We will be reading texts from the three main genres – tragedy, comedy and history – and as such we will be looking at works by Edgar Allan Poe, William Shakespeare, René Magritte, Virginia Woolf, George Bernard Shaw, Walt Disney, Victor Hugo, and Maya Angelou, amongst others.

Together, we will explore the nature of the texts, and analyze their categorization – constantly questioning and problematizing the reasoning behind their labels and their place (or lack thereof) in the literary ‘canon.’  There is a large reading load for this class, as well as weekly short homework assignments.  Expect to write several short papers over the course of the semester.

280         Introduction to Literature:                                Dalia Ebeid
       Journeys and Transformations
       Sec. 004   TR 2:00-3:15
       General Education: Tier 2 Humanities

This course explores the multiple definitions of world literature, the literary canon, and the controversies surrounding the term “world literature.” We will learn how to close read literary works, perform critical analyses, and to produce English papers of high quality. The themes of “journeys and transformations” will be explored through various texts representing diverse literary, aesthetic, geographic, and socio-cultural traditions. How do we define journeys? How do journeys inform the various elements of the literary works? What types of transformations occur in conjunction and as a result of these journeys? We shall examine the potential answers to these questions through reading and discussing texts such as The Egyptian Book of the Dead, A Small Place by Jamaica Kincaid, Season of Migration to the North by Al-Tayeb Saleh, and Monkey Beach by Eden Robinson. Students will be expected to write bi-monthly responses in a journal (500-600 words) and to produce three short papers. By the end of the class, students should be able to learn the proper methods of literary engagement and analysis.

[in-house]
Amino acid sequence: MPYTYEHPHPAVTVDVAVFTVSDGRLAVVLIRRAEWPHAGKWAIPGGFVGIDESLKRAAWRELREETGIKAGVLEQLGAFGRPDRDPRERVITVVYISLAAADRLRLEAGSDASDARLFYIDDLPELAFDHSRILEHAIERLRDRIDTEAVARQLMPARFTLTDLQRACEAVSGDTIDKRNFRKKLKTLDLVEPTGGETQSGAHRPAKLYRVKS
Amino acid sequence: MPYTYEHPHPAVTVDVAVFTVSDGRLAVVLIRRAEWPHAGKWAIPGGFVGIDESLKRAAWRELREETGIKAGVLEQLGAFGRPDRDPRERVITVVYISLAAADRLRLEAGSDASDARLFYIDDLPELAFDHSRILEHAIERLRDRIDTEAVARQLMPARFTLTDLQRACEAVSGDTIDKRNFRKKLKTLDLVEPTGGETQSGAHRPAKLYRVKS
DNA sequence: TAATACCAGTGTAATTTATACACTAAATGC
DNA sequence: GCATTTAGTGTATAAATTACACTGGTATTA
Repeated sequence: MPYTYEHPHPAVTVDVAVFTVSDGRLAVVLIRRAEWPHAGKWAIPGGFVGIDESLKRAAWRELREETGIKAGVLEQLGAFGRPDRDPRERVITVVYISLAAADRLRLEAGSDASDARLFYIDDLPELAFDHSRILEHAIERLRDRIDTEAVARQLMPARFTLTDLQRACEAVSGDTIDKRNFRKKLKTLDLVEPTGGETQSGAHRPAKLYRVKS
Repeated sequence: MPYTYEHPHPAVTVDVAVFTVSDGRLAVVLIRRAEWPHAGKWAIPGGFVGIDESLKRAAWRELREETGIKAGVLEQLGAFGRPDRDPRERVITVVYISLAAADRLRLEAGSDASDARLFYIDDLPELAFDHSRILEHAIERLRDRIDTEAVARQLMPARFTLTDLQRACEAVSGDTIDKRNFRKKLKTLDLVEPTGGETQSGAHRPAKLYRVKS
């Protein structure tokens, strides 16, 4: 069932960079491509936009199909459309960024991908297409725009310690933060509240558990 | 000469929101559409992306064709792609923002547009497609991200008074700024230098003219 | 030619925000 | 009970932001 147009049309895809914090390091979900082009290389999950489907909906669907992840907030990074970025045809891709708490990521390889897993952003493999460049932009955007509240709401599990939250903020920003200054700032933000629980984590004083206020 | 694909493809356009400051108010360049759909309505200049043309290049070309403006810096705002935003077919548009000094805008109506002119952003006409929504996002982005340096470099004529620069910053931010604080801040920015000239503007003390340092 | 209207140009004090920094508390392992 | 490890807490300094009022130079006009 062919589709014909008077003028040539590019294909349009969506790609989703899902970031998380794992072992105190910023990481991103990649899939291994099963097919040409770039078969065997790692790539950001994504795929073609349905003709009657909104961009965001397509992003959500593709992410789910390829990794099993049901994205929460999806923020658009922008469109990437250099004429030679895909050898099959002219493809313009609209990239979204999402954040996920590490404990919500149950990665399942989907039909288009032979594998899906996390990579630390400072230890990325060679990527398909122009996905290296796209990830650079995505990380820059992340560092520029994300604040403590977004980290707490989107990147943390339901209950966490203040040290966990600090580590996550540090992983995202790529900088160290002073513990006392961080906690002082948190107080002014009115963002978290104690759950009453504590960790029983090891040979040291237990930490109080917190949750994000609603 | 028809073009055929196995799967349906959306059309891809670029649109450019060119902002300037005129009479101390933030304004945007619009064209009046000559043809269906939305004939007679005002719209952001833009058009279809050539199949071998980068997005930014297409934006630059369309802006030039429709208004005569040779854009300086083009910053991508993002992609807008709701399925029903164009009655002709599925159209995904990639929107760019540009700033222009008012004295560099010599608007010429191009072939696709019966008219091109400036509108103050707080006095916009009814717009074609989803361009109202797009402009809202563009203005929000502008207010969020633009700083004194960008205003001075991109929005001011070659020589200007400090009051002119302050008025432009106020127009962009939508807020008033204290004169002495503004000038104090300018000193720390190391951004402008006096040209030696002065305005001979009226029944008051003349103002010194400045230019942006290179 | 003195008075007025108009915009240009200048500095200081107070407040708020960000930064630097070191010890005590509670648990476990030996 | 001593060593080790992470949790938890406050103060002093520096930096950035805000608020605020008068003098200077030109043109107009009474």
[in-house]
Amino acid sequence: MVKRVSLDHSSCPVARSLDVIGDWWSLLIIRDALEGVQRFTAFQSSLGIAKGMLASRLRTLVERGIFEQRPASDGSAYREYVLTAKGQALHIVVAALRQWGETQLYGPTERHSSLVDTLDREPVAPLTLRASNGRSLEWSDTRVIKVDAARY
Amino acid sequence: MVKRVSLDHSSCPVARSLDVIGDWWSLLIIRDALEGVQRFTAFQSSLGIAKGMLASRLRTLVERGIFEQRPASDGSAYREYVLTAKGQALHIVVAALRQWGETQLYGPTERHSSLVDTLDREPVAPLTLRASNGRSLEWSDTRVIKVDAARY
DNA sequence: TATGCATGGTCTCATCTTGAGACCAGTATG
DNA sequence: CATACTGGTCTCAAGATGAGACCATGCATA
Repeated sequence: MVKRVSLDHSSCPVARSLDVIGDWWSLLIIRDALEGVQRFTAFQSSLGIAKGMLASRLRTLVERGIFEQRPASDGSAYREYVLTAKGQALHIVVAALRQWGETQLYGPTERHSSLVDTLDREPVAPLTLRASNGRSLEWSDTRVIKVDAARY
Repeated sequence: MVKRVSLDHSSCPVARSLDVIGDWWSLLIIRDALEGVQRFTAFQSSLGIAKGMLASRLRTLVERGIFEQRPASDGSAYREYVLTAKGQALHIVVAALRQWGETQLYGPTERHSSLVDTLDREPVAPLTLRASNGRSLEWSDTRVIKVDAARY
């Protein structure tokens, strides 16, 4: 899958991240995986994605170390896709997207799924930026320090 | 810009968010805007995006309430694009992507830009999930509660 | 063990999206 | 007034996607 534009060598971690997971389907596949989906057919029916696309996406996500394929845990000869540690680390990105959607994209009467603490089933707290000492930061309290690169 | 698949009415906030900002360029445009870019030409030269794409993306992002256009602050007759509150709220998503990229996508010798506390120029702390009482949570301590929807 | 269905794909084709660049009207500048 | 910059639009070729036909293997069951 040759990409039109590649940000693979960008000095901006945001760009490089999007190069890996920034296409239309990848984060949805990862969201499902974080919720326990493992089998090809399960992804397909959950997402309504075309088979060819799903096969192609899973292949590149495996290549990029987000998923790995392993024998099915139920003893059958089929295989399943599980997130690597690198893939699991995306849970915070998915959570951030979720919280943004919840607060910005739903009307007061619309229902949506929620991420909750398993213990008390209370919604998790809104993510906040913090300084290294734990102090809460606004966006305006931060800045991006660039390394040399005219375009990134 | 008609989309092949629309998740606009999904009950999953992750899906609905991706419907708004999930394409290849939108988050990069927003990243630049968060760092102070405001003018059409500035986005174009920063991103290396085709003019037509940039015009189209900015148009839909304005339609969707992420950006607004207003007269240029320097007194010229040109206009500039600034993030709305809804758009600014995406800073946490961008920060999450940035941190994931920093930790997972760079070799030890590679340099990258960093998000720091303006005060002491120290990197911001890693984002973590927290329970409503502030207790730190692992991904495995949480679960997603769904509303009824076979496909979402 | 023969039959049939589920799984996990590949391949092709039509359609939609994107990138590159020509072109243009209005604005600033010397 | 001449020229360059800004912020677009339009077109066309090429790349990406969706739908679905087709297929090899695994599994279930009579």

280         Introduction to Literature                 Daniel Cooper-Alarcón
                Sec. 005   TR 11:00-12:15                    (Honors section)
                General Education: Tier 2 Humanities